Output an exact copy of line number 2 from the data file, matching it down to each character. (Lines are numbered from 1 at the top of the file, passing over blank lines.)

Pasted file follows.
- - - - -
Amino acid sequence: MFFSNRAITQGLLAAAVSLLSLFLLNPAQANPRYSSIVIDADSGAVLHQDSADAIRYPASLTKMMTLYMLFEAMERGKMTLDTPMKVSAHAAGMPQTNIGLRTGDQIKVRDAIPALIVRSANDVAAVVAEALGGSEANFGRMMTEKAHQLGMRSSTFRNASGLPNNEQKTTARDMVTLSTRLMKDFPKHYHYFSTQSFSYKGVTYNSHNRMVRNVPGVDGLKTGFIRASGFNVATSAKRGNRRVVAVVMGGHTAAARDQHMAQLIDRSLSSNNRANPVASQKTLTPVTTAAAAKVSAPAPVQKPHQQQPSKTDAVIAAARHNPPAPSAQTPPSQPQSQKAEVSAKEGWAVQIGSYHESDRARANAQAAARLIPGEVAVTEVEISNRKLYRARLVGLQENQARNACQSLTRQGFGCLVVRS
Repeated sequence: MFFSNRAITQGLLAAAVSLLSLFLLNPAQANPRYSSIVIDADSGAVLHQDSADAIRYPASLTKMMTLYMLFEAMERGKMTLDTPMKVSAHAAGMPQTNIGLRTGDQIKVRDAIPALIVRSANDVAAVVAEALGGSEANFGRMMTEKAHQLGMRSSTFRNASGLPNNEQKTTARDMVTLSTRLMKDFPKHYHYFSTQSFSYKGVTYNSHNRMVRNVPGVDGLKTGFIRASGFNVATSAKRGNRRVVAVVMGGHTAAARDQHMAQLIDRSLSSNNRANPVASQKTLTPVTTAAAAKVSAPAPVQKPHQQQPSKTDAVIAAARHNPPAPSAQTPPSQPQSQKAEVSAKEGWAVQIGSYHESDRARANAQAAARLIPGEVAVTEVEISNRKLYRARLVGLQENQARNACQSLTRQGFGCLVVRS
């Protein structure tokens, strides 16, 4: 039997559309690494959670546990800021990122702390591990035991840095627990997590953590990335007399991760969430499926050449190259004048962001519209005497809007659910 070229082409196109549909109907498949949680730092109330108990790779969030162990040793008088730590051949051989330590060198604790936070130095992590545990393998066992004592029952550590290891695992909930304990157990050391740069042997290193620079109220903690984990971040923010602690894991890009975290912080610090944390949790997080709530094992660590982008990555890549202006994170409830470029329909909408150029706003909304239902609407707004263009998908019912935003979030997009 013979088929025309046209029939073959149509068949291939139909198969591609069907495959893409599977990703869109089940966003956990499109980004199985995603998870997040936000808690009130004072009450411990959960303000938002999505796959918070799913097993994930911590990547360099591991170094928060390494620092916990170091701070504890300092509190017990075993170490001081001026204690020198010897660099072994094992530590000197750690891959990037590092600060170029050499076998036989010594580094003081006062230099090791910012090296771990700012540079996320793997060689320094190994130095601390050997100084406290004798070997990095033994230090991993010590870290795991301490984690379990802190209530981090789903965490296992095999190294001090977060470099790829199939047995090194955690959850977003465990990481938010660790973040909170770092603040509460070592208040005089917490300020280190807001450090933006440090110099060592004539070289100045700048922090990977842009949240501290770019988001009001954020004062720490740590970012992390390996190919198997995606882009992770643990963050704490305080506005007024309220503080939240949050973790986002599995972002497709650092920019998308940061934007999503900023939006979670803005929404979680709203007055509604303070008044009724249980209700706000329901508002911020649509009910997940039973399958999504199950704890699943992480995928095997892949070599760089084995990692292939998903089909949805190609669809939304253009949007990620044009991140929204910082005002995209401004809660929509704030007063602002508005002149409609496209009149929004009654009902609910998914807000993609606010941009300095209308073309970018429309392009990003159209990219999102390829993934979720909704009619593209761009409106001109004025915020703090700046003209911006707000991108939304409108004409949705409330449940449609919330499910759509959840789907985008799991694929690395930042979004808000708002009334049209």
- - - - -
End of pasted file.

Repeated sequence: MFFSNRAITQGLLAAAVSLLSLFLLNPAQANPRYSSIVIDADSGAVLHQDSADAIRYPASLTKMMTLYMLFEAMERGKMTLDTPMKVSAHAAGMPQTNIGLRTGDQIKVRDAIPALIVRSANDVAAVVAEALGGSEANFGRMMTEKAHQLGMRSSTFRNASGLPNNEQKTTARDMVTLSTRLMKDFPKHYHYFSTQSFSYKGVTYNSHNRMVRNVPGVDGLKTGFIRASGFNVATSAKRGNRRVVAVVMGGHTAAARDQHMAQLIDRSLSSNNRANPVASQKTLTPVTTAAAAKVSAPAPVQKPHQQQPSKTDAVIAAARHNPPAPSAQTPPSQPQSQKAEVSAKEGWAVQIGSYHESDRARANAQAAARLIPGEVAVTEVEISNRKLYRARLVGLQENQARNACQSLTRQGFGCLVVRS